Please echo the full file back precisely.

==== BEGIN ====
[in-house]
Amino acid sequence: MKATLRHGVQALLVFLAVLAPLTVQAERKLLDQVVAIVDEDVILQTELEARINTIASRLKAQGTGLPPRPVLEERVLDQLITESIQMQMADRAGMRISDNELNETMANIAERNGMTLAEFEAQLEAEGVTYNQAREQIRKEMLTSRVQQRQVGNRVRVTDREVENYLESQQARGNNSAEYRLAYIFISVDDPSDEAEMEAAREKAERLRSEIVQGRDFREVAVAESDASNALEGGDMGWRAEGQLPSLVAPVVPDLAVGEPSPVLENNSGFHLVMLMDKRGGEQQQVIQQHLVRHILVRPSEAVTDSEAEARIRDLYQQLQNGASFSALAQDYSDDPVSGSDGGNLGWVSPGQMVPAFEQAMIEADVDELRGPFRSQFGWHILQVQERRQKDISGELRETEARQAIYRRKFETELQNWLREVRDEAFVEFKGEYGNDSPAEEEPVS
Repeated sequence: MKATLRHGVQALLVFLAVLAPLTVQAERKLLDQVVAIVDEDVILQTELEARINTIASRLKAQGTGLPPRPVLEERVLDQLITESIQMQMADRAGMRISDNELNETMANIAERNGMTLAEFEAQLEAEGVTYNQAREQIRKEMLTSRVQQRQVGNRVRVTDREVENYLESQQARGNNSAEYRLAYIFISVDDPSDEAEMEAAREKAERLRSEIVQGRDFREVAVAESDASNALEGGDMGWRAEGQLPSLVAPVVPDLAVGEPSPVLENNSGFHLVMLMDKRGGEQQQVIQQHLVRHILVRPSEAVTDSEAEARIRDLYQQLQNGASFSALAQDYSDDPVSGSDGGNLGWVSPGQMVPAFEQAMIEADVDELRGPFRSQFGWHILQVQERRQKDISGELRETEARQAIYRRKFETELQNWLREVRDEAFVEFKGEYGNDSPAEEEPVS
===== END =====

[in-house]
Amino acid sequence: MKATLRHGVQALLVFLAVLAPLTVQAERKLLDQVVAIVDEDVILQTELEARINTIASRLKAQGTGLPPRPVLEERVLDQLITESIQMQMADRAGMRISDNELNETMANIAERNGMTLAEFEAQLEAEGVTYNQAREQIRKEMLTSRVQQRQVGNRVRVTDREVENYLESQQARGNNSAEYRLAYIFISVDDPSDEAEMEAAREKAERLRSEIVQGRDFREVAVAESDASNALEGGDMGWRAEGQLPSLVAPVVPDLAVGEPSPVLENNSGFHLVMLMDKRGGEQQQVIQQHLVRHILVRPSEAVTDSEAEARIRDLYQQLQNGASFSALAQDYSDDPVSGSDGGNLGWVSPGQMVPAFEQAMIEADVDELRGPFRSQFGWHILQVQERRQKDISGELRETEARQAIYRRKFETELQNWLREVRDEAFVEFKGEYGNDSPAEEEPVS
Repeated sequence: MKATLRHGVQALLVFLAVLAPLTVQAERKLLDQVVAIVDEDVILQTELEARINTIASRLKAQGTGLPPRPVLEERVLDQLITESIQMQMADRAGMRISDNELNETMANIAERNGMTLAEFEAQLEAEGVTYNQAREQIRKEMLTSRVQQRQVGNRVRVTDREVENYLESQQARGNNSAEYRLAYIFISVDDPSDEAEMEAAREKAERLRSEIVQGRDFREVAVAESDASNALEGGDMGWRAEGQLPSLVAPVVPDLAVGEPSPVLENNSGFHLVMLMDKRGGEQQQVIQQHLVRHILVRPSEAVTDSEAEARIRDLYQQLQNGASFSALAQDYSDDPVSGSDGGNLGWVSPGQMVPAFEQAMIEADVDELRGPFRSQFGWHILQVQERRQKDISGELRETEARQAIYRRKFETELQNWLREVRDEAFVEFKGEYGNDSPAEEEPVS